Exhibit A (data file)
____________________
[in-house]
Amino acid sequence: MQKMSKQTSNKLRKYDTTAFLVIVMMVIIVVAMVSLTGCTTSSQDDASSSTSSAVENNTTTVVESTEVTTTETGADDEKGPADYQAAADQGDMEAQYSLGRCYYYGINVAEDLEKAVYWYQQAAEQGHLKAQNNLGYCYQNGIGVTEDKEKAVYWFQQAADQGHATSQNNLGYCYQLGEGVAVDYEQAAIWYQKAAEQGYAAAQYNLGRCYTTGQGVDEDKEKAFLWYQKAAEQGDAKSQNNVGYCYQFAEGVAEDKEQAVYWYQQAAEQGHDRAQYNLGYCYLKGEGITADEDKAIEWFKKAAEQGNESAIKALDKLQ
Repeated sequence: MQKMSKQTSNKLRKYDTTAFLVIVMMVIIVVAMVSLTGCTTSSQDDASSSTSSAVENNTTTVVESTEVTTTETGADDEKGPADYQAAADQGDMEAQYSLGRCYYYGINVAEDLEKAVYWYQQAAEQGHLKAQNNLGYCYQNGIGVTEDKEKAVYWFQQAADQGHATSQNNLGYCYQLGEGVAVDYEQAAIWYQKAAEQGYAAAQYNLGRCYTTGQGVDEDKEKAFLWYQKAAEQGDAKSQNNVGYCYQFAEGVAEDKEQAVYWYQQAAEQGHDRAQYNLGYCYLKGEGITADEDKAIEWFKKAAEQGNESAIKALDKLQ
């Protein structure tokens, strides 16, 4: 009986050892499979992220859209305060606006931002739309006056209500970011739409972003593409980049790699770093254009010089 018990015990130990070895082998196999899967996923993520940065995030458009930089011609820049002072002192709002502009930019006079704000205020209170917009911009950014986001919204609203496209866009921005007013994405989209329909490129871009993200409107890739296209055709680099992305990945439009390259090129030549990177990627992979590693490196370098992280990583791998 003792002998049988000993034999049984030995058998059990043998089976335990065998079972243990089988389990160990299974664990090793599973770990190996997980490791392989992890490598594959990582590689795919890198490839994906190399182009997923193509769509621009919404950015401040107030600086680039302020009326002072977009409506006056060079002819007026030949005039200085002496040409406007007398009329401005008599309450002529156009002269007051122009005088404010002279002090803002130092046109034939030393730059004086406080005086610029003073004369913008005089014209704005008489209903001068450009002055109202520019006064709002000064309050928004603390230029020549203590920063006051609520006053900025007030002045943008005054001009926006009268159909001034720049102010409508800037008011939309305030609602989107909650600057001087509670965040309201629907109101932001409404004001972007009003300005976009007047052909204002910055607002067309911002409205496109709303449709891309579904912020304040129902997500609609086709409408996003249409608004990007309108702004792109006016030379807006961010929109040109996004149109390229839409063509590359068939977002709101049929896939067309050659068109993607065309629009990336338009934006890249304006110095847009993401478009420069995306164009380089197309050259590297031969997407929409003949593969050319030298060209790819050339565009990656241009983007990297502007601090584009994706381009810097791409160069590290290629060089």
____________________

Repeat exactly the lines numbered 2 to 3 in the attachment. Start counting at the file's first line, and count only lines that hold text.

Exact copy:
Amino acid sequence: MQKMSKQTSNKLRKYDTTAFLVIVMMVIIVVAMVSLTGCTTSSQDDASSSTSSAVENNTTTVVESTEVTTTETGADDEKGPADYQAAADQGDMEAQYSLGRCYYYGINVAEDLEKAVYWYQQAAEQGHLKAQNNLGYCYQNGIGVTEDKEKAVYWFQQAADQGHATSQNNLGYCYQLGEGVAVDYEQAAIWYQKAAEQGYAAAQYNLGRCYTTGQGVDEDKEKAFLWYQKAAEQGDAKSQNNVGYCYQFAEGVAEDKEQAVYWYQQAAEQGHDRAQYNLGYCYLKGEGITADEDKAIEWFKKAAEQGNESAIKALDKLQ
Repeated sequence: MQKMSKQTSNKLRKYDTTAFLVIVMMVIIVVAMVSLTGCTTSSQDDASSSTSSAVENNTTTVVESTEVTTTETGADDEKGPADYQAAADQGDMEAQYSLGRCYYYGINVAEDLEKAVYWYQQAAEQGHLKAQNNLGYCYQNGIGVTEDKEKAVYWFQQAADQGHATSQNNLGYCYQLGEGVAVDYEQAAIWYQKAAEQGYAAAQYNLGRCYTTGQGVDEDKEKAFLWYQKAAEQGDAKSQNNVGYCYQFAEGVAEDKEQAVYWYQQAAEQGHDRAQYNLGYCYLKGEGITADEDKAIEWFKKAAEQGNESAIKALDKLQ